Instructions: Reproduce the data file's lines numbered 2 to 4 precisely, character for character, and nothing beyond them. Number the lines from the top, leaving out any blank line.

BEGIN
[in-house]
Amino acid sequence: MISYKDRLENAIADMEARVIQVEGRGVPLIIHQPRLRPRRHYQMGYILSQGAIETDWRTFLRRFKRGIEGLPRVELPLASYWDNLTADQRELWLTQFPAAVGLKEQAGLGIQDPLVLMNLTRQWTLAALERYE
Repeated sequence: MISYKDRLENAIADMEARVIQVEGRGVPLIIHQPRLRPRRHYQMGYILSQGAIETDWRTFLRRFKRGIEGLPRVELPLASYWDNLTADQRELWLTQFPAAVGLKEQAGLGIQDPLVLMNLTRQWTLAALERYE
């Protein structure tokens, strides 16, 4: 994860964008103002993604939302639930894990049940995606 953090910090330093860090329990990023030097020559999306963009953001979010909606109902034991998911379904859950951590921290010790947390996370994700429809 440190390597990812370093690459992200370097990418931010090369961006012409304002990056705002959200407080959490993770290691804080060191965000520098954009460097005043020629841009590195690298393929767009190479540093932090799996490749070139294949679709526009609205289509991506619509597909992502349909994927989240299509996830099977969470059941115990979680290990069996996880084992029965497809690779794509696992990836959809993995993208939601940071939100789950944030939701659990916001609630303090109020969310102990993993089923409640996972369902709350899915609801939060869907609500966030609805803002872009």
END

Amino acid sequence: MISYKDRLENAIADMEARVIQVEGRGVPLIIHQPRLRPRRHYQMGYILSQGAIETDWRTFLRRFKRGIEGLPRVELPLASYWDNLTADQRELWLTQFPAAVGLKEQAGLGIQDPLVLMNLTRQWTLAALERYE
Repeated sequence: MISYKDRLENAIADMEARVIQVEGRGVPLIIHQPRLRPRRHYQMGYILSQGAIETDWRTFLRRFKRGIEGLPRVELPLASYWDNLTADQRELWLTQFPAAVGLKEQAGLGIQDPLVLMNLTRQWTLAALERYE
């Protein structure tokens, strides 16, 4: 994860964008103002993604939302639930894990049940995606 953090910090330093860090329990990023030097020559999306963009953001979010909606109902034991998911379904859950951590921290010790947390996370994700429809 440190390597990812370093690459992200370097990418931010090369961006012409304002990056705002959200407080959490993770290691804080060191965000520098954009460097005043020629841009590195690298393929767009190479540093932090799996490749070139294949679709526009609205289509991506619509597909992502349909994927989240299509996830099977969470059941115990979680290990069996996880084992029965497809690779794509696992990836959809993995993208939601940071939100789950944030939701659990916001609630303090109020969310102990993993089923409640996972369902709350899915609801939060869907609500966030609805803002872009």